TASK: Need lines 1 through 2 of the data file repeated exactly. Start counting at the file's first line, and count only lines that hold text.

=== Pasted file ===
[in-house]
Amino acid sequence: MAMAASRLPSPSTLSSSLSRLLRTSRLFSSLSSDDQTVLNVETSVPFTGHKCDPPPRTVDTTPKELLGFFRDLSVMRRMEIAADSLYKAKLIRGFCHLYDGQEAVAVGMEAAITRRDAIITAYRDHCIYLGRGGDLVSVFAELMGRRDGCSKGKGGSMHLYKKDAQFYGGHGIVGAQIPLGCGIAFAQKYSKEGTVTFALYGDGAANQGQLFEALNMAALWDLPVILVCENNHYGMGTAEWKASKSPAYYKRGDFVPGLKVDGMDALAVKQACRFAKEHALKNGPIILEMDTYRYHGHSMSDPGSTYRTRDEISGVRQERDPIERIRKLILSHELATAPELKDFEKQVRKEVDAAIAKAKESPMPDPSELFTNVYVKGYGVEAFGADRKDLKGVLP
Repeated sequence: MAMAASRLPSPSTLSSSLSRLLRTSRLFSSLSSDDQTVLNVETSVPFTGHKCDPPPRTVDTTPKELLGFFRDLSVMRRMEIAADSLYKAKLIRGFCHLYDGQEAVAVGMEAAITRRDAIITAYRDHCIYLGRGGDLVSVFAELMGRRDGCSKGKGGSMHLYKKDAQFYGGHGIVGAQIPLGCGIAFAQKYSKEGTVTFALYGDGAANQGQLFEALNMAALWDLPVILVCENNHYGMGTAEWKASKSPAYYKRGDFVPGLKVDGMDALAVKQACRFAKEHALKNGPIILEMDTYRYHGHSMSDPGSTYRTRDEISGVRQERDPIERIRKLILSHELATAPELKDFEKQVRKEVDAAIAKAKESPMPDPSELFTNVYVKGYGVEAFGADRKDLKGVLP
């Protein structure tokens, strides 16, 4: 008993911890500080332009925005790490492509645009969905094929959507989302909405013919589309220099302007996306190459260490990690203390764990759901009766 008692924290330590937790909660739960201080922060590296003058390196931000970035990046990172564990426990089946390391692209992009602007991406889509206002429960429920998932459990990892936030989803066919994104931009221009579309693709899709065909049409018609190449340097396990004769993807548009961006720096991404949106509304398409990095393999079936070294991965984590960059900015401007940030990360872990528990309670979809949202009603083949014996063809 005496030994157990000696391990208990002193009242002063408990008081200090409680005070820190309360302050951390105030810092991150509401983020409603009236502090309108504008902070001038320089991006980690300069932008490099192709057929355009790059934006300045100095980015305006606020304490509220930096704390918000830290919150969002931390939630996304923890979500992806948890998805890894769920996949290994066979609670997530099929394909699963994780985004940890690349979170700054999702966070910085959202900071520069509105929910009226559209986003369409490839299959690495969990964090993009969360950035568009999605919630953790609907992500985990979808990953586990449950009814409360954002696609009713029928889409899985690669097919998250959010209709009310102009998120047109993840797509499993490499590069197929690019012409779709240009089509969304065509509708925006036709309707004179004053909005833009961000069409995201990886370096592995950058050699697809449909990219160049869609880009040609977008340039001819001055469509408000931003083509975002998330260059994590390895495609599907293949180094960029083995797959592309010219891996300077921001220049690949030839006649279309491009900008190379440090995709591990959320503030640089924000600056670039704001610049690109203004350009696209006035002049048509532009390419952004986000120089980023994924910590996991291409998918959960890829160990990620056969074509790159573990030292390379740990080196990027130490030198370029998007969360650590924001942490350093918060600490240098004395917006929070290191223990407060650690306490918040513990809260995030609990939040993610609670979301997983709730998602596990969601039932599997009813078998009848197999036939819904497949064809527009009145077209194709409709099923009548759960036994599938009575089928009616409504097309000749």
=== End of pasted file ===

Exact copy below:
[in-house]
Amino acid sequence: MAMAASRLPSPSTLSSSLSRLLRTSRLFSSLSSDDQTVLNVETSVPFTGHKCDPPPRTVDTTPKELLGFFRDLSVMRRMEIAADSLYKAKLIRGFCHLYDGQEAVAVGMEAAITRRDAIITAYRDHCIYLGRGGDLVSVFAELMGRRDGCSKGKGGSMHLYKKDAQFYGGHGIVGAQIPLGCGIAFAQKYSKEGTVTFALYGDGAANQGQLFEALNMAALWDLPVILVCENNHYGMGTAEWKASKSPAYYKRGDFVPGLKVDGMDALAVKQACRFAKEHALKNGPIILEMDTYRYHGHSMSDPGSTYRTRDEISGVRQERDPIERIRKLILSHELATAPELKDFEKQVRKEVDAAIAKAKESPMPDPSELFTNVYVKGYGVEAFGADRKDLKGVLP